50% of what people learn they forget within one hour.
70% of what people learn, they forget within 24 hours.
90% of what people learn they forget within one week.
All of those stats were pulled from research on the forgetting curve.
Research also shows that handwriting leads to increased retention.
While Creating and maintaining long-form Standard Operating Procedures (SOPs) remains a critical part of the overall process documentation process, if we start to view processes as a series of simple prompts, we can not only increase the consistency of execution but reduce errors as well as increase efficiency and utilization.
Creating a Process Map
If you don’t have process documentation in place or have never created a process map, don’t let this intimidate you. You can create a process map very simply using the tools that you already have access to. Your goal is to create a high-level outline of the steps needed to accomplish a particular result. So for example, if we were going to create a process map for making a cup of coffee it may look something like this:
If you need help getting started, take a look at this: https://thecrysler.club/process-mapping/
Creating Your Documentation
If you already have process documentation or Standard Operating Procedures (SOPs) in place, you can go ahead and skip to creating your checklist.
If you’re just getting started, here is a great resource to walk you through that process: https://thecrysler.club/process-is-the-glue/. The goal here is to create a detailed, step-by-step guide to follow to achieve a specific goal or outcome.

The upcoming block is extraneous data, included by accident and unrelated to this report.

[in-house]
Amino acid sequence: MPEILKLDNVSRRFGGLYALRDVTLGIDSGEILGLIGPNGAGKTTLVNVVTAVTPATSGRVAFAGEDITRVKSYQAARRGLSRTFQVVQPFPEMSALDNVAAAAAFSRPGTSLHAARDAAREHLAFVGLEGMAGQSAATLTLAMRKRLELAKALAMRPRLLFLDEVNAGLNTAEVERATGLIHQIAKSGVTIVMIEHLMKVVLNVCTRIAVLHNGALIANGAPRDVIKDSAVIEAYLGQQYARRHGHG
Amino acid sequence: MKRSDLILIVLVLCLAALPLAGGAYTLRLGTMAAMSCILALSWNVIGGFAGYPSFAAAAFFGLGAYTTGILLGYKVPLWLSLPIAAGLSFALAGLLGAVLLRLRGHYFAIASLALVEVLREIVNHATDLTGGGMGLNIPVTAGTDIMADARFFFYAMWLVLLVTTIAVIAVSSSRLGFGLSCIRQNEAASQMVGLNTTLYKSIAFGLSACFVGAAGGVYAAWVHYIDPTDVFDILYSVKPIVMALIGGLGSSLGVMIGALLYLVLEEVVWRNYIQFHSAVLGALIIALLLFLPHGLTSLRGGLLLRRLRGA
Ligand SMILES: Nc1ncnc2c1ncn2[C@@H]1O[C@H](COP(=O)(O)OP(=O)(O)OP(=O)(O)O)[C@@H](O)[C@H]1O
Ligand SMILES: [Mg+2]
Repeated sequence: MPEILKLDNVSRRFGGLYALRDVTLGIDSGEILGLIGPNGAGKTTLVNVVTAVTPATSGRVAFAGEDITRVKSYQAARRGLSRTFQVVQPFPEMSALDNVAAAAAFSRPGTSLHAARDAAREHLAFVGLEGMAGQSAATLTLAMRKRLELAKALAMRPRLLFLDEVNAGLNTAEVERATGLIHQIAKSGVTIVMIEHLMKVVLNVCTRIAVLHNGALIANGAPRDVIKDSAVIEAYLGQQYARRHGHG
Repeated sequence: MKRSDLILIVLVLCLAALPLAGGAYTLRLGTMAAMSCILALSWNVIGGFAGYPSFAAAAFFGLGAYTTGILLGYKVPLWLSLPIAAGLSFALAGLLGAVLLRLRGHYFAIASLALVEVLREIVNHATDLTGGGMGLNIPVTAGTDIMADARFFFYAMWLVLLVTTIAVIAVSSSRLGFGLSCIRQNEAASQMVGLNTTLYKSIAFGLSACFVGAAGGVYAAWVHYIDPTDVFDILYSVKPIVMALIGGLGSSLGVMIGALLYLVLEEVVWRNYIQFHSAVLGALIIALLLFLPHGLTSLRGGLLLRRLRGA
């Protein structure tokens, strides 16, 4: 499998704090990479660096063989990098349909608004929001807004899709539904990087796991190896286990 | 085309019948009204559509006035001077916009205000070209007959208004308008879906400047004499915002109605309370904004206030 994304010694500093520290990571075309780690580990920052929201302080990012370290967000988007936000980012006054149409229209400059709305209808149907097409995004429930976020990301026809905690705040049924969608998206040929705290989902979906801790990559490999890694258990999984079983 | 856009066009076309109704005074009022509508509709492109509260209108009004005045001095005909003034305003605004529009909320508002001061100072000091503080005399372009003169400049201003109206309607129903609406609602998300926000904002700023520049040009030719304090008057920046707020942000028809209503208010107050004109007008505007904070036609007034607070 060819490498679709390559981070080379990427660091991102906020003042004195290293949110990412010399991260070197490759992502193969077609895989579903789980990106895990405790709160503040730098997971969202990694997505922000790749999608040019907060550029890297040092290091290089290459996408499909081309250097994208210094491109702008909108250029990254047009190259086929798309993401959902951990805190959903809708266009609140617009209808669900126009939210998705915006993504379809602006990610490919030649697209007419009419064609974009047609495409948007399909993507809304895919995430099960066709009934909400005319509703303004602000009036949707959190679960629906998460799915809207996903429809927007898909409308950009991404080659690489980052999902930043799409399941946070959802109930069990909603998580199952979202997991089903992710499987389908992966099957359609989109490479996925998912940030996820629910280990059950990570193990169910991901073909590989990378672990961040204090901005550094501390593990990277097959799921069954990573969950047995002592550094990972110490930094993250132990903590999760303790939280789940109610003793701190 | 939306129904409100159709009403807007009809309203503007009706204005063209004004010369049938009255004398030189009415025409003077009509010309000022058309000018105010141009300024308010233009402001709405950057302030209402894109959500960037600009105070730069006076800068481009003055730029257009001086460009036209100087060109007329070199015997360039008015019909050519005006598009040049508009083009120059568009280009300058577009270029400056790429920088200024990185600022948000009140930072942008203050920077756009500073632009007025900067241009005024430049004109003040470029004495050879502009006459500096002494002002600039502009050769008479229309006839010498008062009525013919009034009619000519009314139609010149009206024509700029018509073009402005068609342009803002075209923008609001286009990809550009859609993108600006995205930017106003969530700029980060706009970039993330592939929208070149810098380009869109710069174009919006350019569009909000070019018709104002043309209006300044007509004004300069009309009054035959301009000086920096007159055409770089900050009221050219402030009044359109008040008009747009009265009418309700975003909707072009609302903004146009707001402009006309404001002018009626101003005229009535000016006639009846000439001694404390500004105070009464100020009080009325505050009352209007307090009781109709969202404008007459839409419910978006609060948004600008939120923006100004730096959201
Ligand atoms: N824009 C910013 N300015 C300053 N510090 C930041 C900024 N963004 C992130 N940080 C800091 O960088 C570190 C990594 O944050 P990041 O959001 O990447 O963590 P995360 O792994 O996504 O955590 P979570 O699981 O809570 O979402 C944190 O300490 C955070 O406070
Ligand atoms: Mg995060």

Process Prompts Framework
The goal here is to take your long-form process documentation or Standard Operating Procedures to create a process checklist.
You want to be thinking, we are creating a document that drives specific actions to achieve our desired outcome.
Step 1: Identify Key Steps
- Use your long-form process documentation to help you. I would add that just because something is a key step doesn’t necessarily mean you need to include it on your checklist. I usually like to see run an item through Step 2 below to see if there is any feedback or errors to support including it. The reason is that it can be very easy to create a long checklist that tends to lose its effectiveness and impact. Again, think “prompts”.
Step 2: What Can Go Wrong?
- You want to identify and include things that can often “go wrong” on your checklist. This is a great place to get suggestions from people who are closest to the particular process to see what types of roadblocks they often face or what kind of things they often forget. I like to take a look at your defects and errors to identify things to put on your process checklist. The thing to keep in mind is that even the most experienced operators and people on your team will tend to forget key steps within the process which will ultimately lead to errors and defects.
Step 3: Decide and Document
- This is where you’re formalizing your checklist into something usable. Depending on what process you’re implementing this with and how that process is executed will dictate how this part of the framework is implemented. If your process is executed on every order, you will want to provide access to a unique checklist for every order. Run through multiple departments? You’ll want a checklist for each order and each department.
At the end of this you should have something like this:
The Process Prompts Framework is a great way to document your processes in a way that makes them easy to follow and less prone to error. By breaking down long-form SOPs into simple, actionable steps, we can create a process checklist that will help us achieve our desired outcome more efficiently and with fewer mistakes.
That’s it for today.
See you all next week!
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